LEWIS: Poster.

SHORTZ: That's it - pollster and poster. Your next one is a fill in the blank. Blank column - it's part of a car. And your second clue is a thin cord.

LEWIS: Steering and string.

SHORTZ: That's it. Here's your next one. Eliding - or passing over. And your second clue is activity at Vail, Colo.

LEWIS: So the second one will be skiing and passing over - skipping and skiing.

SHORTZ: Skipping is it. Good. Having no errors - that's your first clue. And your second clue is a certain salt in chemistry.

GARCIA-NAVARRO: So we journalists like to be this. We're not only correct, but we are...

SHORTZ: And the doubled letter is a C, you want two C's in there.

LEWIS: Accurate. Of course.

GARCIA-NAVARRO: Yes.

SHORTZ: Yes.

LEWIS: Yes. OK. So accurate. And I'll give you the salt chemistry thing. I have no idea.

SHORTZ: That's an aurate, as everyone knows.

GARCIA-NAVARRO: Yes.

SHORTZ: OK.

LEWIS: Yeah, I'm sure.

GARCIA-NAVARRO: No, I don't think anyone knows that.

SHORTZ: Now, in these last ones, each consist of an eight-letter word with two consecutive pairs of doubled letters. Drop both pairs to leave a four-letter word that answers the second clue. And the first one of these is one sharing living quarters, as in a college dorm. And your second clue is give four stars, for example.

LEWIS: Roommate and rate.

SHORTZ: That's it. And here's your last one - is victorious. And your second clue is soapy water. And work backward on this what's soapy water?

LEWIS: Yeah. Suds is my vote for the back end.

SHORTZ: That's correct. And is victorious - stick two pairs of double letters...

LEWIS: Succeeds.

SHORTZ: Succeeds. Good job.

GARCIA-NAVARRO: And you have.

LEWIS: Wow. Thank you.

GARCIA-NAVARRO: You did a great job. And for playing our puzzle today, you'll get a WEEKEND EDITION lapel pin as well as puzzle books and games. You can read all about it at npr.org/puzzle. Joe, what member station do you listen to?

LEWIS: WMEA in Portland, Maine.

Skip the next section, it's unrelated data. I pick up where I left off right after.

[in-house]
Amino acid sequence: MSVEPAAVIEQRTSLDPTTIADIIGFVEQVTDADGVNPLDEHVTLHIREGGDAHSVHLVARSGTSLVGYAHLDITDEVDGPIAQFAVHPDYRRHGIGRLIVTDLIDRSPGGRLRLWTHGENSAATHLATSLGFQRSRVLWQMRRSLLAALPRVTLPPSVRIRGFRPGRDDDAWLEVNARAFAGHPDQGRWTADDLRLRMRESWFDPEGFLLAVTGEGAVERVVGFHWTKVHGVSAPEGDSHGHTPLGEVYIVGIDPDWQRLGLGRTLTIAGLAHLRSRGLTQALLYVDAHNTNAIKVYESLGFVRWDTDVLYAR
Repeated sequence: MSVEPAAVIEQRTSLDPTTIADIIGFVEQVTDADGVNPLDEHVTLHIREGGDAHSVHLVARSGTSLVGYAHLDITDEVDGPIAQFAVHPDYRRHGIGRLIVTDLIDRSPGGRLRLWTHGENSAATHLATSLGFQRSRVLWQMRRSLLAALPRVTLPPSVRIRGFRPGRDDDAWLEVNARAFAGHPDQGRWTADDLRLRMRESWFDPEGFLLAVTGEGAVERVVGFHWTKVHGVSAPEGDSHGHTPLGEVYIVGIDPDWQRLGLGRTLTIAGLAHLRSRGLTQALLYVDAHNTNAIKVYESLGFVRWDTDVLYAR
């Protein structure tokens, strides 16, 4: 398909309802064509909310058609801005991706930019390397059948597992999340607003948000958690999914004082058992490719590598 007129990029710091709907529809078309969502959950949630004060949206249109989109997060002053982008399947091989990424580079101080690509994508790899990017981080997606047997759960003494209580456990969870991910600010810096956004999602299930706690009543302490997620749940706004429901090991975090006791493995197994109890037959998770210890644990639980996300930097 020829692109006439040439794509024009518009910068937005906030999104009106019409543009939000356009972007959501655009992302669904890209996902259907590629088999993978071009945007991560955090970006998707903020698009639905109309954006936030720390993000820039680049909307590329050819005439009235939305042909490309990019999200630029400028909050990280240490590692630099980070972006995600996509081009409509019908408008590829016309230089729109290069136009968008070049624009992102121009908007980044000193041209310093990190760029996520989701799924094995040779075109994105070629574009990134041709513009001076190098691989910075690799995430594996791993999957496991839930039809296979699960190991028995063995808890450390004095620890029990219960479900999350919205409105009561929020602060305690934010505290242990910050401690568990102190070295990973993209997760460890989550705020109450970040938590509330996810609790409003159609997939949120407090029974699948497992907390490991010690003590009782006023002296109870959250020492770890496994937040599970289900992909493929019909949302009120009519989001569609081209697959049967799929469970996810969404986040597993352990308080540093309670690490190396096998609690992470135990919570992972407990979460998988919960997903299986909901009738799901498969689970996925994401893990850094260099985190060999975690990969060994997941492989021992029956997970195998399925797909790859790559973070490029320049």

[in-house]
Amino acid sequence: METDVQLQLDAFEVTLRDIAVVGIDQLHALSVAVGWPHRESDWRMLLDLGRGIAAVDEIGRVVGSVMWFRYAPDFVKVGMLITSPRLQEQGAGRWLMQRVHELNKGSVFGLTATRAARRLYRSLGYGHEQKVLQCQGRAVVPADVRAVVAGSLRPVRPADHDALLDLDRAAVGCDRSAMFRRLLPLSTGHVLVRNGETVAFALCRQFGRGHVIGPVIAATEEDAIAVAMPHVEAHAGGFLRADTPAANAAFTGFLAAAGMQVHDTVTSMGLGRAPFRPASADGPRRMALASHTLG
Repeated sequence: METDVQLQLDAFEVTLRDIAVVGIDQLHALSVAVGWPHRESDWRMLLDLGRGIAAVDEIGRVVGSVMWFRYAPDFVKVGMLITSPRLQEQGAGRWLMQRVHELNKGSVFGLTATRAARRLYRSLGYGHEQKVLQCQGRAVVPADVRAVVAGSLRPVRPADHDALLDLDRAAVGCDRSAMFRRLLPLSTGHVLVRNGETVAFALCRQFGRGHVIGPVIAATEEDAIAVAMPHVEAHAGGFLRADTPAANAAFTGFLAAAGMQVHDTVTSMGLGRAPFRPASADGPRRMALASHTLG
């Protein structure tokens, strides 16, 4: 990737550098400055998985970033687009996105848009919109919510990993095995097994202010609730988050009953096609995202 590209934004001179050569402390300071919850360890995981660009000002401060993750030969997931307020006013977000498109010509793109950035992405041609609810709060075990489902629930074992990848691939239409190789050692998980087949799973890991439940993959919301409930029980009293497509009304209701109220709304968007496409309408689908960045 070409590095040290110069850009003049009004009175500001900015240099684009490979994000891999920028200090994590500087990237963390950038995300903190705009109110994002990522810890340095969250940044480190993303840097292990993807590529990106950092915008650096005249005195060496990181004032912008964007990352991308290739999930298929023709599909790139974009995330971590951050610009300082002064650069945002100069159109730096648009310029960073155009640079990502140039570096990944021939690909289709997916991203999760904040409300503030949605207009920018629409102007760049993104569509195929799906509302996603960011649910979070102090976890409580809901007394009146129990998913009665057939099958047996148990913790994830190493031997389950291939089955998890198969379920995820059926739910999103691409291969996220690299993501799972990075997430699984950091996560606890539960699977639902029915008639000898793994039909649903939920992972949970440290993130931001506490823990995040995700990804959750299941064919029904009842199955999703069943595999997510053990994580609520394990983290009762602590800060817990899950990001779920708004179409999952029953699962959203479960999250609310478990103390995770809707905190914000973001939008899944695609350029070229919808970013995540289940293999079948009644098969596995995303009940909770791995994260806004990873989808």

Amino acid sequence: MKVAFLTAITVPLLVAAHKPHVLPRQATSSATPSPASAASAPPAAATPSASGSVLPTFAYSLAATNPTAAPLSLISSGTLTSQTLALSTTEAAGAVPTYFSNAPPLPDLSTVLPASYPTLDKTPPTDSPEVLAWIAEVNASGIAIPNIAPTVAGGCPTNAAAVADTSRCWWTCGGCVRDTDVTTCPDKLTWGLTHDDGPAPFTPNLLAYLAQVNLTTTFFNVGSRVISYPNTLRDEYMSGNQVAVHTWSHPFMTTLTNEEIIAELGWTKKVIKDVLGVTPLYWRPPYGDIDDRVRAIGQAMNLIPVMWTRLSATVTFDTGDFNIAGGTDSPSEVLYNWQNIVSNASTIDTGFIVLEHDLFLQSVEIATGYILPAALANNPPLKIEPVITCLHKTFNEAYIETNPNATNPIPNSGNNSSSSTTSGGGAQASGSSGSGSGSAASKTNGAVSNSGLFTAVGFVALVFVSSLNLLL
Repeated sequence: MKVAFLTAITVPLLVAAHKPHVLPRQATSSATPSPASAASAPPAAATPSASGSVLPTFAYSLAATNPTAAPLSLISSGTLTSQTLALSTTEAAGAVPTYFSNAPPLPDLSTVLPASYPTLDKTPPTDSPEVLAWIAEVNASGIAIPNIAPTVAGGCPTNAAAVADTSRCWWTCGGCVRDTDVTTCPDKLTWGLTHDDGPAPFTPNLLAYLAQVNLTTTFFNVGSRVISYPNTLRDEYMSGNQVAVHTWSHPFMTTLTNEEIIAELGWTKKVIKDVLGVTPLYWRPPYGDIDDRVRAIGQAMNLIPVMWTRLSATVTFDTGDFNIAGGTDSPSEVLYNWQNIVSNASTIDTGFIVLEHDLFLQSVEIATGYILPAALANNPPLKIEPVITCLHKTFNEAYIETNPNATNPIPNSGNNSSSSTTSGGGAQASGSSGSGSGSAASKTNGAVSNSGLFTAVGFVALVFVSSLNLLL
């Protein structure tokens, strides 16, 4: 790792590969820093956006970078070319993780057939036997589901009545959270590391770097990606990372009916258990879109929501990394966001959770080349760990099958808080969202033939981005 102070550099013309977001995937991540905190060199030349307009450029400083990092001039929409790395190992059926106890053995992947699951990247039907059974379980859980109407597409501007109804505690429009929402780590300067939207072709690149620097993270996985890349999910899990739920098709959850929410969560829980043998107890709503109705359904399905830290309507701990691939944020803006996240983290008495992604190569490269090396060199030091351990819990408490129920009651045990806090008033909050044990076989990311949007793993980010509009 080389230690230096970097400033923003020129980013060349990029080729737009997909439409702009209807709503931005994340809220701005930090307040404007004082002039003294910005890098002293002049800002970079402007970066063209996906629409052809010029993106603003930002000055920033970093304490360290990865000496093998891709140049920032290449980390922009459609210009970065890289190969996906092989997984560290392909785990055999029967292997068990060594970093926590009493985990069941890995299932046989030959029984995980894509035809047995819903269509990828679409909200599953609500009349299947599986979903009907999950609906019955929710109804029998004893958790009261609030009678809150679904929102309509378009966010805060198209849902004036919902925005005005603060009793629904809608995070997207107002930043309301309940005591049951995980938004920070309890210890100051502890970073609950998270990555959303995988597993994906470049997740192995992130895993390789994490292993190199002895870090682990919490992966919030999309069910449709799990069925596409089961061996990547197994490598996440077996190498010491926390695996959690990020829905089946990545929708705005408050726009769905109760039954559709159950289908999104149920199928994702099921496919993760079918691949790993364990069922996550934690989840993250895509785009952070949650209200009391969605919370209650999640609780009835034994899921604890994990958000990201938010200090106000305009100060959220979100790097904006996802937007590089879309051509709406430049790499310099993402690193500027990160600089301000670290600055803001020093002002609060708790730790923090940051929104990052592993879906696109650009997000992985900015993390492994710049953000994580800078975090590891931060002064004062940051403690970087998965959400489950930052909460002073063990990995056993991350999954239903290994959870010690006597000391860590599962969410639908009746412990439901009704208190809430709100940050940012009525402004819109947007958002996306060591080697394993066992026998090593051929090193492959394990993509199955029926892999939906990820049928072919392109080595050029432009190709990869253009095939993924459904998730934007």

GARCIA-NAVARRO: Joe Lewis of Portland, Maine, thank you for playing The Puzzle.

LEWIS: Cheers, all.

GARCIA-NAVARRO: All right, Will. What's next week's challenge?

SHORTZ: Yes, well, Easter is coming up next Sunday. And here's an Easter-related challenge from Jim Levering (ph) of San Antonio, Texas. Name a small but well-known U.S. city, followed by its two-letter state postal abbreviation. And this string of letters reading from left to right spells two consecutive words that name distinctive characteristics of bunnies. What city is it? So again, a small but well-known U.S. city, followed by its two letter state postal abbreviation. And this string of letters left to right spells two consecutive words that name distinctive characteristics of bunnies. What city is it?

GARCIA-NAVARRO: All right. All you bunny lovers, when you have the answer go to our website, npr.org/puzzle, and click on the Submit Your Answer link. Just one entry per person, please. Our deadline for entries is this Thursday, March 29 at 3 p.m. Eastern. Include a phone number where we can reach you at about that time. And if you're the winner, we'll give you a call, and you'll get to play on the air with the puzzle editor of The New York Times and WEEKEND EDITION's puzzlemaster, Will Shortz. Thanks so much, Will.

SHORTZ: Thank you, Lulu.

(SOUNDBITE OF MUSIC)